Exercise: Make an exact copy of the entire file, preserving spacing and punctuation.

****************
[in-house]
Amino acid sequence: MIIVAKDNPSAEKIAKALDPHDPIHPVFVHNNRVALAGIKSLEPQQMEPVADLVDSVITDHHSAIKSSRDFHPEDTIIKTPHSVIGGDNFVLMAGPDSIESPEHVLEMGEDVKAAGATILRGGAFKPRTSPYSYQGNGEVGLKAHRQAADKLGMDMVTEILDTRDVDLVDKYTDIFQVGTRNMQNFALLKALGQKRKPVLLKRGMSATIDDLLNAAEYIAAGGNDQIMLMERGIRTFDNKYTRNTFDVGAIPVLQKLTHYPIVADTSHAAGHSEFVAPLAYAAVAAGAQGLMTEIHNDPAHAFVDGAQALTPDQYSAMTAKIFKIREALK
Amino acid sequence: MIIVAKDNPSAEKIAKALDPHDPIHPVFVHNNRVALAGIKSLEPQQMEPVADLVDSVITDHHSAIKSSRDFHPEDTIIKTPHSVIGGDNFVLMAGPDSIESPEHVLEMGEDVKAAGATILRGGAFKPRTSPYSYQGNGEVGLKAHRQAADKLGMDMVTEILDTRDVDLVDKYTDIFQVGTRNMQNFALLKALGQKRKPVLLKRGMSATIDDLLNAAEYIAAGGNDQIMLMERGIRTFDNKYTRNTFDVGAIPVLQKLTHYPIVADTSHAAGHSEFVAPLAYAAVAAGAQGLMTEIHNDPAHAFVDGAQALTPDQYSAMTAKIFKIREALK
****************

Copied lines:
[in-house]
Amino acid sequence: MIIVAKDNPSAEKIAKALDPHDPIHPVFVHNNRVALAGIKSLEPQQMEPVADLVDSVITDHHSAIKSSRDFHPEDTIIKTPHSVIGGDNFVLMAGPDSIESPEHVLEMGEDVKAAGATILRGGAFKPRTSPYSYQGNGEVGLKAHRQAADKLGMDMVTEILDTRDVDLVDKYTDIFQVGTRNMQNFALLKALGQKRKPVLLKRGMSATIDDLLNAAEYIAAGGNDQIMLMERGIRTFDNKYTRNTFDVGAIPVLQKLTHYPIVADTSHAAGHSEFVAPLAYAAVAAGAQGLMTEIHNDPAHAFVDGAQALTPDQYSAMTAKIFKIREALK
Amino acid sequence: MIIVAKDNPSAEKIAKALDPHDPIHPVFVHNNRVALAGIKSLEPQQMEPVADLVDSVITDHHSAIKSSRDFHPEDTIIKTPHSVIGGDNFVLMAGPDSIESPEHVLEMGEDVKAAGATILRGGAFKPRTSPYSYQGNGEVGLKAHRQAADKLGMDMVTEILDTRDVDLVDKYTDIFQVGTRNMQNFALLKALGQKRKPVLLKRGMSATIDDLLNAAEYIAAGGNDQIMLMERGIRTFDNKYTRNTFDVGAIPVLQKLTHYPIVADTSHAAGHSEFVAPLAYAAVAAGAQGLMTEIHNDPAHAFVDGAQALTPDQYSAMTAKIFKIREALK